And the demolished clay tile wall in your pic sure seems to be crushed into MUCH finer particles than the nice perfectly intact whole bricks we see hanging out in the water here:



Why would that be Howard?


I don't know for sure but my best uneducated guess would be that it's because the materials used to make the pentagon wall were much STRONGER!

Or perhaps it's because they used something with more force than a 757 to demolish those clay tile walls?



posted on Mar, 17 2006 @ 04:51 PM
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Originally posted by Jack Tripper
Your obfuscating skills are unparalleled.

That thin clay tile wall doesn't look nearly as strong or thick as this multi-layered brick and limestone facade wall.


And the demolished clay tile wall in your pic sure seems to be crushed into MUCH finer particles than the nice perfectly intact whole bricks we see hanging out in the water here:


Why would that be Howard?


I don't know for sure but my best uneducated guess would be that it's because the materials used to make the pentagon wall were much STRONGER!

Or perhaps it's because they used something with more force than a 757 to demolish those clay tile walls?


Merc/link posted a picture of part of a clay tile wall from the interior of the pentagon and made the claim that it was a concrete block with the comment about it not being filled with cement.

I was merely pointing out that it would not have been, since it was in fact a clay tile from a clay tile interior partition.

Who is the one who is attempting to derail this thread with ad hominem attacks?



posted on Mar, 17 2006 @ 05:19 PM
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Attack? ad hominem?

Hardly.

The point of yours and mercs discussion was to determine the strength of the wall of the pentagon and whether or not it is feasible for the craft to have created a hole of this nature.

You deliberately obfuscated the discussion throughout this thread and particularly with your last post by prefacing it with this comment.......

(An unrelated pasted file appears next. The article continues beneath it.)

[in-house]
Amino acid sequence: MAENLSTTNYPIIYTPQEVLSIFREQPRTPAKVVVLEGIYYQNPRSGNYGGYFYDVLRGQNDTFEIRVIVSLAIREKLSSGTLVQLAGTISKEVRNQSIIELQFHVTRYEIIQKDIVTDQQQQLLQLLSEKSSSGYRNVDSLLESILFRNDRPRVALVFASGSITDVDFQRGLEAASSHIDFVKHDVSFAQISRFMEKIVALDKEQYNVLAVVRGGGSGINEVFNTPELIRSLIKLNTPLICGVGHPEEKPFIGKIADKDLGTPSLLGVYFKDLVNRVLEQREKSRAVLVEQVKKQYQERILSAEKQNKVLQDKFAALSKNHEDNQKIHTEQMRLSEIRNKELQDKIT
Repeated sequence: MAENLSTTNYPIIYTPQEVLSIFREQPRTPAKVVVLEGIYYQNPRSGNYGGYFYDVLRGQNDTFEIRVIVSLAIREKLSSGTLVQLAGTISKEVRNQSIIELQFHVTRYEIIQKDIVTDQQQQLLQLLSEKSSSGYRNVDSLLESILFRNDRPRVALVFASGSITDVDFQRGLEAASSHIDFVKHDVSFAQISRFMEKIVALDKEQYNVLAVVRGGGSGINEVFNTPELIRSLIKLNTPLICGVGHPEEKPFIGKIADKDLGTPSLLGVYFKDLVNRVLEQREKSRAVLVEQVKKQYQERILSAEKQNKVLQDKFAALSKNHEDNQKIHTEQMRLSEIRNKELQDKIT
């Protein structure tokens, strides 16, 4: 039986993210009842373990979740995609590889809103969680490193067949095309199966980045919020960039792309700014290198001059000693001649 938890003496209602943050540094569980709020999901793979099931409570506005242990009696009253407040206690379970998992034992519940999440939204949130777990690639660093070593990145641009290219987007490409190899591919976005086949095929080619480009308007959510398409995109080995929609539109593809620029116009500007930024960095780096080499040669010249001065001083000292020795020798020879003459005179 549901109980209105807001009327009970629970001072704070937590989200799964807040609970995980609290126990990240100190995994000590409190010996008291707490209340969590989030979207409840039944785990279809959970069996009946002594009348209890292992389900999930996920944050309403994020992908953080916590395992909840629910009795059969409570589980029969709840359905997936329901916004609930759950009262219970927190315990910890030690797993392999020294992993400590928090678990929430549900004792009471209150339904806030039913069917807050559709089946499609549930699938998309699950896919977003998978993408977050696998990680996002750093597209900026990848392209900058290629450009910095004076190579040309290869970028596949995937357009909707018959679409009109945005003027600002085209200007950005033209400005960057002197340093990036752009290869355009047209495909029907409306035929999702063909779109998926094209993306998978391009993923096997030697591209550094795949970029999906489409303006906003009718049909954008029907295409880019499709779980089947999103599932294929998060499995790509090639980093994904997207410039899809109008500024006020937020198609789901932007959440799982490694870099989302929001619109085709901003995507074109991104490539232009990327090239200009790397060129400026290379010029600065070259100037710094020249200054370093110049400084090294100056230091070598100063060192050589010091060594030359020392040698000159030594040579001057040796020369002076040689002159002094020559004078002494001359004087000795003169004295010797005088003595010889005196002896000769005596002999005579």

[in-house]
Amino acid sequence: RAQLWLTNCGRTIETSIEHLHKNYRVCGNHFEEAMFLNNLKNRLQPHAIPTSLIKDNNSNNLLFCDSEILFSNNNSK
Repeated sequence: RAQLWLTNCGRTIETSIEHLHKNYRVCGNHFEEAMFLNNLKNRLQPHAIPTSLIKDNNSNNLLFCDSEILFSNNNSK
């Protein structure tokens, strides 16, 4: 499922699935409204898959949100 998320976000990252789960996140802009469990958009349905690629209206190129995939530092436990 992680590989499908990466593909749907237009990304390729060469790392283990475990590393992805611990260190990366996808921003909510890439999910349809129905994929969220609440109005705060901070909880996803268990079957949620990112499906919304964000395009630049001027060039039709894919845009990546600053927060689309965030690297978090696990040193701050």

"These are not of the pentagon, but they are illustrative of this particular style of construction Clay tile wall"


This implies that those clay tile walls are similar to what they had at the pentagon.

This is clearly not so.

This is also a typical pattern of your debate style.

Obfuscation.



posted on Mar, 17 2006 @ 05:26 PM
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Originally posted by Jack Tripper
Attack? ad hominem?

Hardly.

The point of yours and mercs discussion was to determine the strength of the wall of the pentagon and whether or not it is feasible for the craft to have created a hole of this nature.

You deliberately obfuscated the discussion throughout this thread and particularly with your last post by prefacing it with this comment.......

"These are not of the pentagon, but they are illustrative of this particular style of construction Clay tile wall"


This implies that those clay tile walls are similar to what they had at the pentagon.

This is clearly not so.





They sure look like clay tile blocks to me.

What are you claiming that they are?



posted on Mar, 17 2006 @ 05:32 PM
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Stop obfuscating again.

The only truly relevant wall for this discussion is the one that has the 9 foot perfectly round hole.

That is obviously not merely clay tile although it may have had a layer of that on top of multiple layers of brick and limestone.